US Politics

The Chicken Hawk Thing Really Gets to Them, Doesn’t It?

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Not doubt stung by the slurs of liberal bloggers about his lack of military service, columnist Jeff Jacoby offers an interesting defense of the idea that it is not somehow inconsistent at best, and immoral at worst to advocate sending other people into war zones while you type about it at home.

Mr. Jacoby offers perhaps the worst argument this side of a Hitler analogy ever offered on the Internet:

The cry of “chicken hawk" is dishonest for another reason: It is never aimed at those who oppose military action. But there is no difference, in terms of the background and judgment required, between deciding to go to war and deciding not to. If only those who served in uniform during wartime have the moral standing and experience to back a war, then only they have the moral standing and experience to oppose a war. Those who mock the views of “chicken hawks" ought to be just as dismissive of “chicken doves."

I’ve been trying to wrap my brain around this one for longer than I care to admit. Okay, I’m a chicken dove…you got me there. The point of chicken hawk argument is pretty obvious: it’s easy to advocate sending men and womyn into combat when there are no risks involved for the advocate. Thus, the chicken (coward) and the hawk (war-monger). It’s a complex idea, no doubt, but I think evern Mr. Jacoby’s readership at Townhall gets the point.

Jacoby continues:

You don’t need medical training to express an opinion on healthcare. You don’t have to be on the police force to comment on matters of law and order. You don’t have to be a parent or a teacher or a graduate to
be heard on the educational controversies of the day. You don’t have to be a journalist to comment on this or any other column.

Of course, none of those things leads to dying in Falujah.

No doubt, the chicken hawk metaphor is simplistic way of looking at one’s support of the war–and it is designed to insult. When you consider the recruiting shortfalls the military has faced in light of the war, though, it is based in the realities of policy. Watching Young Republicans ‘marching’ in favor of the war while the military is so short on human resources that large percentages of of our troops are forced to stay beyond their committments goes beyond hypocrisy. It’s  a sickening, cynical spectacle that precisely embodies the real Bush Doctrine: let the poor and middle class bear the burdens and take the risks, while a priviledged few benefit from those decisions.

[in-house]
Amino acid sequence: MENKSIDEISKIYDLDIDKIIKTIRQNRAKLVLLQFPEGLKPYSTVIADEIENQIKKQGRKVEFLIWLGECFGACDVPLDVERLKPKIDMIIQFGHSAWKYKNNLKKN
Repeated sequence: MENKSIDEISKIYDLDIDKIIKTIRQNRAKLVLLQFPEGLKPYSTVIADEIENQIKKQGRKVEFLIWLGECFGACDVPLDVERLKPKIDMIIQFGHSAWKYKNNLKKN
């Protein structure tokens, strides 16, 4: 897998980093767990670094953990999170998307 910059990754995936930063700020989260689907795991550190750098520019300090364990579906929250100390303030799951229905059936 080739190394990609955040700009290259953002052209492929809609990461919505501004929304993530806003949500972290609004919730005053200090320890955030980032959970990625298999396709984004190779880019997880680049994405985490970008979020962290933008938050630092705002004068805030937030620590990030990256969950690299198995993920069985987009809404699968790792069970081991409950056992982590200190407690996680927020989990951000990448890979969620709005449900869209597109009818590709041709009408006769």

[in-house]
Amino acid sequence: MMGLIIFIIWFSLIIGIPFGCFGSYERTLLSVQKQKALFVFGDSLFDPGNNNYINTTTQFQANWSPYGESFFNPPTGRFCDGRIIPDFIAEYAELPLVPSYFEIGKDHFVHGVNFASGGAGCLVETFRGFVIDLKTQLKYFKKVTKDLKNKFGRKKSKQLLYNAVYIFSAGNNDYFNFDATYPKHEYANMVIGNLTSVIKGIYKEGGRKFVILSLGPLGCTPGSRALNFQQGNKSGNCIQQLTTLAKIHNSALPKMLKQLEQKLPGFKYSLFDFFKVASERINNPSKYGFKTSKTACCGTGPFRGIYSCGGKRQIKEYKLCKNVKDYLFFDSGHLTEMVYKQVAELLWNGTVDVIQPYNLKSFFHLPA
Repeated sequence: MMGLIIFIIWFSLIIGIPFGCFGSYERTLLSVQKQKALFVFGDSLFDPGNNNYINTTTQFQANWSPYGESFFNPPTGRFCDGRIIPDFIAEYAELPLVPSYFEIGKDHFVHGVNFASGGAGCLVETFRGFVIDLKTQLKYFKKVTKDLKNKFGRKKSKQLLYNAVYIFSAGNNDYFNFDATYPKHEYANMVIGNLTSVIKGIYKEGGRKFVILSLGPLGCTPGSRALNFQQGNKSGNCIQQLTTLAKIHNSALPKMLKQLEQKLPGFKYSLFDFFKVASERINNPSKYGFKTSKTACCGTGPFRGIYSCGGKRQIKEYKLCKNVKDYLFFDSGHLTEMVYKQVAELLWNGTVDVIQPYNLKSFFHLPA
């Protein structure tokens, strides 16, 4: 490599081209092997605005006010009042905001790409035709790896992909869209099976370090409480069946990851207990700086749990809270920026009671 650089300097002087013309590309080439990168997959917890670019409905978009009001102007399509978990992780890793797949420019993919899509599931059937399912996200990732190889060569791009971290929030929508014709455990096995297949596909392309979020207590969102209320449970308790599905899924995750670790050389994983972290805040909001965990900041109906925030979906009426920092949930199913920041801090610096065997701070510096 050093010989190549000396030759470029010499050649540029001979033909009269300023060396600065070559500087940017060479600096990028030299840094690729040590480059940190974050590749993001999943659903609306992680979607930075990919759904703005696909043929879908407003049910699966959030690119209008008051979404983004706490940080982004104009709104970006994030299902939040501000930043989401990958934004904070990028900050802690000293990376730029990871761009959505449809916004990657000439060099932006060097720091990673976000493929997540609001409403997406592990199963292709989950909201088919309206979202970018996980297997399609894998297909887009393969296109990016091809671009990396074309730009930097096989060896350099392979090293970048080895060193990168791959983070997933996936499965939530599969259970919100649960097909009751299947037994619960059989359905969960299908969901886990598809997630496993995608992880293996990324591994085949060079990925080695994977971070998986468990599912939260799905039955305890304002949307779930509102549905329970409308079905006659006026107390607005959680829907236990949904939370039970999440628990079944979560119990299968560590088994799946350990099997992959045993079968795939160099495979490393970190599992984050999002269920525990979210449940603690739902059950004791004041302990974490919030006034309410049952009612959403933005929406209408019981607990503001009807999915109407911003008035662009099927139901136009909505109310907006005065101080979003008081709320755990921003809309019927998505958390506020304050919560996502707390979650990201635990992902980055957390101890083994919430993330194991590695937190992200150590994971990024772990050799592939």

If only these columnists would spend as much time writing about the hidden casualties of this war (a number we don’t even have an offical count of) as they do defending their hypocrisy, they might finally be able to claim support for the troops. Until then, they are nothing more than manipulative cowards.

About the author

Don Pogreba

Don Pogreba is a eighteen-year teacher of English, former debate coach, and loyal, if often sad, fan of the San Diego Padres and Portland Timbers. He spends far too many hours of his life working at school and on his small business, Big Sky Debate.

His work has appeared in Politico and Rewire.

In the past few years, travel has become a priority, whether it’s a road trip to some little town in Montana or a museum of culture in Ísafjörður, Iceland.

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